Valentine's Day isn't just for couples in the heady throes of young love. Deliver sweet somethings to every important person in your life. Here's the plan for a perfectly playful V-Day for the whole family.

  • Create a Sweet Tweets jar. Decorate a Mason jar for your child. On slips of paper, write adjectives or short sentences that describe traits you most appreciate, admire and love about him or her.

  • Hunt for Cupid's treasure. Challenge your kids to a scavenger hunt. Give them clues on a trail of paper hearts or cupid cut-outs. One clue leads to the next until they find a Valentine's Day surprise. Check online for scavenger hunt clue ideas.

  • "Attack" them with hearts. On each of the 13 days leading up to Valentine's Day, mom of four, Alexis Sanchez posts a heart-shaped note on her kids' doors each night after they go to bed. By Valentine's Day, their doors are covered.

    "Usually it's just characteristics I see in them or ways that they're kind to others. They really love this, and I even found my eight-year-old kept all his hearts from last year in a special drawer, so that's pretty awesome," says Sanchez.

  • Send a singing telegram. Video your preschooler singing a ditty like: " I made this little valentine; Of red, white and blue; I made this little valentine; Especially for you! " (point at the camera). Email the file to grandparents or another relative your youngster is crazy about.

  • Customize cards for classmates. Bypass the usual cartoon paper postcards and publish simple photo cards with a themed border. Last year, Sanchez attached a small bottle of bubbles to her daughter's cards, which read "Friend, you blow me away!"

  • Play the Queen of Hearts. Ace V-Day by sending love notes in a pack of red playing cards for your beloved. Punch holes in the corner of each card. On paper squares, write down 52 reasons why you love or appreciate him. Paste each sentiment in the middle of a playing card. Title the deck "I love you because ... " and paste it on the top card. Attach the cards with a c-clip.

  • Treat them to a hearty breakfast. Surprise your kids with heart-shaped cinnamon rolls. Instead of rolling your cinnamon roll dough from one side to the other, roll it on both sides so that each side meets in the middle forming a heart shape. Slice and bake. Serve juice out of dollar-store champagne flutes. Make a fruit salad. Cut fruits like apples, strawberries, bananas and watermelons using a heart-shaped cookie cutter.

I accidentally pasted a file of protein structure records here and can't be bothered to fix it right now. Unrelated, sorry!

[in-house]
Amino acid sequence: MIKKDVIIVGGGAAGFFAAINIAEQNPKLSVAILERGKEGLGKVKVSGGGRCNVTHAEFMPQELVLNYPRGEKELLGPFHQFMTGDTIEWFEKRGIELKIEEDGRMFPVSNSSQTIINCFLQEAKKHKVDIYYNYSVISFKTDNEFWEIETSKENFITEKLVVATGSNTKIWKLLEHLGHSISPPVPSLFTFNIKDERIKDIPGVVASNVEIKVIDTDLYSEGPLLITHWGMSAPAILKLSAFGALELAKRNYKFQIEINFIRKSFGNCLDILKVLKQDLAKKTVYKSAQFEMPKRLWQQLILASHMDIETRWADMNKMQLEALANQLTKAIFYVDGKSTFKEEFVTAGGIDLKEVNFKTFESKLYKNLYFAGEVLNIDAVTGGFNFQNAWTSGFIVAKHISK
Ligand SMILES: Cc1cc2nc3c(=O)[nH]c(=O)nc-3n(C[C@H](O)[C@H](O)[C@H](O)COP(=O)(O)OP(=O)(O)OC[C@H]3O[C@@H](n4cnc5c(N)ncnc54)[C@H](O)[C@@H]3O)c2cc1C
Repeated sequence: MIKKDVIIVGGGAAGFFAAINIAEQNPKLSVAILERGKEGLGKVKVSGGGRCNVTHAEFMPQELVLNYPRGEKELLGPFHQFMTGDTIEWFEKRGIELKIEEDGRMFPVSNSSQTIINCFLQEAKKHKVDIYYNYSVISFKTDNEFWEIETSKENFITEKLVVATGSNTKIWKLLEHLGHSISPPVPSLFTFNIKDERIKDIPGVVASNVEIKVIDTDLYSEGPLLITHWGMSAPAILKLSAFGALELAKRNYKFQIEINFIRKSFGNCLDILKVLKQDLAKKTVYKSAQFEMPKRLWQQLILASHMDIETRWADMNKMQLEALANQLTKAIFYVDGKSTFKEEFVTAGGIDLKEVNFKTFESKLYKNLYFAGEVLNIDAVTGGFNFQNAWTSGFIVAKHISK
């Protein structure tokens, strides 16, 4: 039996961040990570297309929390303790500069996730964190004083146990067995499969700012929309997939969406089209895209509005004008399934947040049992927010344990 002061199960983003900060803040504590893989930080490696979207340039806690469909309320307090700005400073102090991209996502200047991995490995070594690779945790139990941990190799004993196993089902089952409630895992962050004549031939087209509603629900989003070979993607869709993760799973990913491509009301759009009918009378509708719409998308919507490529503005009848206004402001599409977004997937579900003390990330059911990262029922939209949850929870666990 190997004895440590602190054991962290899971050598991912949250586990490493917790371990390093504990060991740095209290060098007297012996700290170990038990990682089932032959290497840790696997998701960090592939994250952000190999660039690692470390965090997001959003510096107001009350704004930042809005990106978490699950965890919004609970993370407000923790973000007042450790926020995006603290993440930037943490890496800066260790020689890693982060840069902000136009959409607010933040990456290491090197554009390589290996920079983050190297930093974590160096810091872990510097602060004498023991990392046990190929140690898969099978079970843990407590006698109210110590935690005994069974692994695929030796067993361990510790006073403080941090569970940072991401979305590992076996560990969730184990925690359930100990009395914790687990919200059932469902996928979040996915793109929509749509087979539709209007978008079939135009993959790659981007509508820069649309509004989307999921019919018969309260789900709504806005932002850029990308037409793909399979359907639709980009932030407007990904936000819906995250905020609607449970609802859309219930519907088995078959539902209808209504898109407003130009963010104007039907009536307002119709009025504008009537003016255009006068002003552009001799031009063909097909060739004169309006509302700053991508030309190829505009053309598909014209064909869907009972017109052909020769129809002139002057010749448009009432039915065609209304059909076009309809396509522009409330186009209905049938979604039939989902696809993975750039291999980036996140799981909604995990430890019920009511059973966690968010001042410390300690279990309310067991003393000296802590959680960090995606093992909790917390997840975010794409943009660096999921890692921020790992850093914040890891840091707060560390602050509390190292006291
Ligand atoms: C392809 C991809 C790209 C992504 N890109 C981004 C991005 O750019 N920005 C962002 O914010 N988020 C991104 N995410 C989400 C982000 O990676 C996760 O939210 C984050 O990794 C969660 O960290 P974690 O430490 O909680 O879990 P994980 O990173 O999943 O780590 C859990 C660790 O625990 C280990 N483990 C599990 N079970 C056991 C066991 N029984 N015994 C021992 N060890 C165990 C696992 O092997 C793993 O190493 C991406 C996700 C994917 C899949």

• Toy with chemistry. Put candy conversation hearts to the test. Gather vinegar, salt water, tap water and bleach (with adult guidance). Place a candy heart in four bowls. Ask your child to hypothesize about what will happen when each liquid is dropped over the candy. Using an eye dropper, test her theory. How does the candy react to different liquids? Did your young chemist's predictions prove true?

  • Get those hearts pumping. Using a poster board, make a grid of nine different exercises (sit-ups, somersaults, jumping jacks, pushups, etc). Players take turns tossing a beanbag (or other item) onto the grid. Then they roll the dice to see how many times they have to do the exercise that their beanbag landed on. For more ideas, check out 12345 Fit-Tastic! on Pinterest, a healthy lifestyles initiative for families.

  • Rev up date night. In the whirlwind of parenting, life as a couple can get routine. Plan an outing with your sweetheart that's playful and gets you out of your dinner-and-a-movie rut. For example, lift off in a hot air balloon ride, go dancing, take a couples cooking class, paint together at a drop-in paint-and-sip studio, or attend a concert or live theater production.


Some Fun Facts about Valentine's Day

  • In 2018, consumers spent a near-record $19.6 billion on Valentine's Day cards, flowers and gifts.

  • More than 23 percent give the gift of experiences like dance classes or concert tickets.

  • Must love pets! Consumers spent $751 million on Valentine's gifts for their pets in 2018.

  • Valentine's Day dates back to the ancient Roman fertility festival called Lupercalia.

  • The first written valentines were sent in the 15th century.

  • Today, an estimated 114 million V-Day cards are exchanged annually.

  • As many as six million couples get engaged on Valentine's Day each year.


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Freelance journalist Christa Melnyk Hines and her beloved Valentine of 21 years share their hearts and home with two active children, a pair of nutty dogs and a cricket-lovin' lizard. Christa is the author of "Happy, Healthy & Hyperconnected: Raise a Thoughtful Communicator in a Digital World."